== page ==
Myanmar's Suu Kyi isolated over silence on Rohingya

Former friends, admirers condemn Myanmar leader for failing to speak out against military abuses

Myanmar's Suu Kyi isolated over silence on Rohingya

World Bulletin / News Desk

Aung San Suu Kyi’s failure to speak out against the mass killing of Rohingya Muslims has seen her reputation as a force for democracy and liberty greatly tarnished.

The Nobel Peace prize winner was once feted by world leaders, civil rights activists and rock stars as a beacon of peaceful resistance to Myanmar’s generals.

Now, two years after her National League for Democracy won a landslide victory and she was installed as the country’s de facto leader, she is accused of complicity in a campaign of murder and rape by soldiers that has seen more than 617,000 Rohingya flee since late August.

On Tuesday, rights groups told a committee of British lawmakers that Suu Kyi was “part of the problem” and implicated in the “ethnic cleansing” underway in the western state of Rakhine, The Guardian newspaper reported.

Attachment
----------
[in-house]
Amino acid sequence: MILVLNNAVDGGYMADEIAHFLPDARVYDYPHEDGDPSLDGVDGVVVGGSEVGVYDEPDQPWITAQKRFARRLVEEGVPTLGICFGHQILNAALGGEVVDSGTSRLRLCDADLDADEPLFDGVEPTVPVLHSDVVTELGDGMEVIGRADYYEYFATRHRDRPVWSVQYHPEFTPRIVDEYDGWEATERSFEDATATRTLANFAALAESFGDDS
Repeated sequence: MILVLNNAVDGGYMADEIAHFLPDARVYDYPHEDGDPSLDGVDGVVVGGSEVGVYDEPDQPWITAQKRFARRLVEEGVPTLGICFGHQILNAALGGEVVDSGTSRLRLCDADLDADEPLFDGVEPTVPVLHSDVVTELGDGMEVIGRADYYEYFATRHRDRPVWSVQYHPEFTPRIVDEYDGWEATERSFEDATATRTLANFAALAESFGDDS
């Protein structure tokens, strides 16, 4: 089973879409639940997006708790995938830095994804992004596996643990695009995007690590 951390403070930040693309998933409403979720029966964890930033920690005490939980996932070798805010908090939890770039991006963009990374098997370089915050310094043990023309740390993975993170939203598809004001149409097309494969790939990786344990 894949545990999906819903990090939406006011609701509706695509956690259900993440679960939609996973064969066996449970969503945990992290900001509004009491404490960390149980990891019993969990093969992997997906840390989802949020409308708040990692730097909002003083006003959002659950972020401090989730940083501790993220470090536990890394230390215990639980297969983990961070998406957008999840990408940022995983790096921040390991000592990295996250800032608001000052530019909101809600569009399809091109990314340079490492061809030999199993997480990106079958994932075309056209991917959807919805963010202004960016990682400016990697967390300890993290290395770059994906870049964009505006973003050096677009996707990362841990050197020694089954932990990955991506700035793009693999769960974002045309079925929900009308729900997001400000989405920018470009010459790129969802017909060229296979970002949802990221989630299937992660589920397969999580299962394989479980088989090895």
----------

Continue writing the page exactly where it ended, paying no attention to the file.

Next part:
Since the scale of brutality carried out by the military in Rakhine emerged, Suu Kyi’s former supporters have moved to denounce her for not condemning the army.

Many have called for her Nobel prize -- awarded in 1991 while she was under military house arrest -- to be revoked.

The Irish musician Bob Geldof, a long-time advocate of civil rights and a fellow recipient of the Freedom of Dublin, referred to Suu Kyi as “a handmaiden to genocide” on Monday as he returned the award in protest.

“Her association with our city shames us all and we should have no truck with it, even by default,” he said in a statement. “We honored her, now she appalls and shames us.”

The Live Aid organizer, who was awarded the city’s freedom in 2005, six years after Suu Kyi, added: “In short, I do not wish to be associated in any way with an individual currently engaged in mass ethnic cleansing of the Rohingya people of northwest Burma.”

Güncelleme Tarihi: 15 Kasım 2017, 15:17